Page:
Making schools count

The young Turks were becoming a little rebellious, questioning his authority now and then. And in a bid to quieten the voice of dissent and stamp his authority, my former school principal had to remind his charges that he was the ‘Alpha and Omega’ of the school and that his word should prevail.

Taken out of context, this could be interpreted as something bordering on dictatorship. But this declaration gives a little more insight into the position of the school principal at the time - the powers the position wielded and the clout it carried. On matters of providing instructional direction, the school principal offered unparalleled leadership.

The school principals on matters of instructional leadership used to be the ‘undisputed kings of the ring’ and the life of schools effectively revolved around the vision of their leaders. As they say, a school is as good as its leader. Almost every facet of a school reflected the character and vision of the principal. Fully conscious of the fact that the buck stopped with them, school principals were fully accountable, taking all responsibility of what was happening and not happening in their schools. When results were not going their way, it was a rarity for the school leaders to transfer the responsibility to external factors beyond their jurisdiction. That was accountability at its best! Across all levels, the management team was manned by two people, the principal and deputy and in larger and little more complex establishments like unified secondary schools, an additional post of assistant headmaster was created for purposes of strengthening governance.

The team of managers was kept lean and not overweight deliberately for a purpose. The advantage of the system was that it placed few hands on governance while leaving many hands on classroom instruction. The business of improving teaching and learning assumed precedence over any other consideration. The system and indeed the learners in the classroom enjoyed top-notch services coming from a good blend of experienced and inexperienced hands. Many hands were placed on deck from the deputy school principal, HoDs, senior teachers down to ordinary teachers. The novice teachers got inspiration from teaching alongside veteran and experienced counterparts. In some schools that were particularly distinguished by high performance, school principals occasionally left the comfort of their offices to take part in classroom instruction.


In the book Strategy in Action, Rachel E. Curtis and Elizabeth A. City observed, “the team (of managers) must be small enough to be nimble and include the decision makers who were able to drive the systemic improvement. Common wisdom is that senior leadership teams should be lean, with few members often thought to be optimal even in large systems.”

But when our schools grew in size in terms of demography and physical developments, a need arose to ease the burden of administration that principals and deputies had been carrying over time by getting more handing into management. To achieve this end, additional management positions were created. The system now boasts posts of head of departments (released from teaching responsibilities) and several senior teacher posts - dispensing instructional direction in their respective subject areas.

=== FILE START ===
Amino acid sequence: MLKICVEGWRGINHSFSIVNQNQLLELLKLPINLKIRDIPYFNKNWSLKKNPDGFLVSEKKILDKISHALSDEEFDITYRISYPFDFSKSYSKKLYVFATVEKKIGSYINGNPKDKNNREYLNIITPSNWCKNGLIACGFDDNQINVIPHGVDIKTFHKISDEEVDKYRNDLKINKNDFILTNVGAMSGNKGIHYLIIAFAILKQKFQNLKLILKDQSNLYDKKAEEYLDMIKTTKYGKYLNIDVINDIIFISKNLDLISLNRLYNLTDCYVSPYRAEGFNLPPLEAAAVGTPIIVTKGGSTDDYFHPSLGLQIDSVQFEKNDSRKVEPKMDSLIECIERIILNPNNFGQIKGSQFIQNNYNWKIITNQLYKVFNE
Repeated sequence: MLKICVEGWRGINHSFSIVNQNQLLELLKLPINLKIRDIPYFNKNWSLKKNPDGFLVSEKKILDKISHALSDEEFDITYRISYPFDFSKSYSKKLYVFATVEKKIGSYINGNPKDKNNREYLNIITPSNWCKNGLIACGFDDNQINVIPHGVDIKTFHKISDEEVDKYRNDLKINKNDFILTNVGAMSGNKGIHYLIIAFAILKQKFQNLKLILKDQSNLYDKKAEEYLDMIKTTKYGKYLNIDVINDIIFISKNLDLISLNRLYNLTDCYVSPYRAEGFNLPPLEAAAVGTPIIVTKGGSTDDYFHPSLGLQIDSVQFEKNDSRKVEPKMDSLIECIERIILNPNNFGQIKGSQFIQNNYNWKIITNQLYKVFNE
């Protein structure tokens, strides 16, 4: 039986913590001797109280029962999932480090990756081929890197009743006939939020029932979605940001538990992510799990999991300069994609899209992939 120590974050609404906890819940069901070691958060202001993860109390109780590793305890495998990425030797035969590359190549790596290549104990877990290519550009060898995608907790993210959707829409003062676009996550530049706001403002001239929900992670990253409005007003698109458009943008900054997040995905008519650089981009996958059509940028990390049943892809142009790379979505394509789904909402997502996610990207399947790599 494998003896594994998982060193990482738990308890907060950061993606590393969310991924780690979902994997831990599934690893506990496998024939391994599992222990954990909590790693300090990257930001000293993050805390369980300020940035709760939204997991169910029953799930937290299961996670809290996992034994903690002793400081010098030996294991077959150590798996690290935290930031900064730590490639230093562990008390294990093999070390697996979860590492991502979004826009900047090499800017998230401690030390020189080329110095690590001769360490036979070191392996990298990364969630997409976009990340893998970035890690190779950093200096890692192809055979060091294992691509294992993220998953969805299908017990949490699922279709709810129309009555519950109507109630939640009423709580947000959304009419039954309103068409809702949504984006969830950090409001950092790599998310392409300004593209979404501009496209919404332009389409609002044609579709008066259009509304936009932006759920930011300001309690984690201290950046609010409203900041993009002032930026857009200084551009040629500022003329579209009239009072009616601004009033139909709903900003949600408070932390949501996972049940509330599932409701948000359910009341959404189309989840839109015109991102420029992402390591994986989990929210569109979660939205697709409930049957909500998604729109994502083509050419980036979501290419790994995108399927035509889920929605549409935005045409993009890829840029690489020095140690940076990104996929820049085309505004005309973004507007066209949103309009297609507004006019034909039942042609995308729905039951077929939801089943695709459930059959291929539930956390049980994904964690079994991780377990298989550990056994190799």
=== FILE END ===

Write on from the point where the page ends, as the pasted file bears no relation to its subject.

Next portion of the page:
The new dispensation created opportunities for professional growth and promotion in the teaching profession. Before this dispensation there were a lot of frustrations as opportunities for promotion were slim and almost non-existent.

Reacting to limited opportunities, a colleague once said there are no posts to compete for and those aspiring for positions would only benefit from attrition. While drastic improvements have been made in the composition of school management, sadly the same cannot be said about the quality of teaching and learning. Student learning outcomes continue to be a source of grave concern for both parents and government.

While school management appears a little heavier and overweight, it is yet to yield expected learning outcomes. The system should apply its mind on who should be in the management team.

Elizabeth City contends that, “often team slots are allocated according to job title rather than expertise. The job title approach makes sense on a practical and political level. But lacks the intentionality and orientation toward the purpose the team needs if it is going to effectively drive the system’s work.” At all times the question should be “how will this (change) improve the quality of student learning and teaching? Anything short of this will always be found wanting.

Editor's Comment
More resources needed to fight crime

The Fight Crime Gaborone Facebook page is always filled with sad complaints of hard working Batswana who were robbed at knife point at some traffic lights or at their home gates when trying to get inside.These thugs have no mercy; they do not just threaten victims, they are always ready to use knives, and sadly, they damage car windows. While this happens at different traffic lights, there are those where such incidents happen more frequently...

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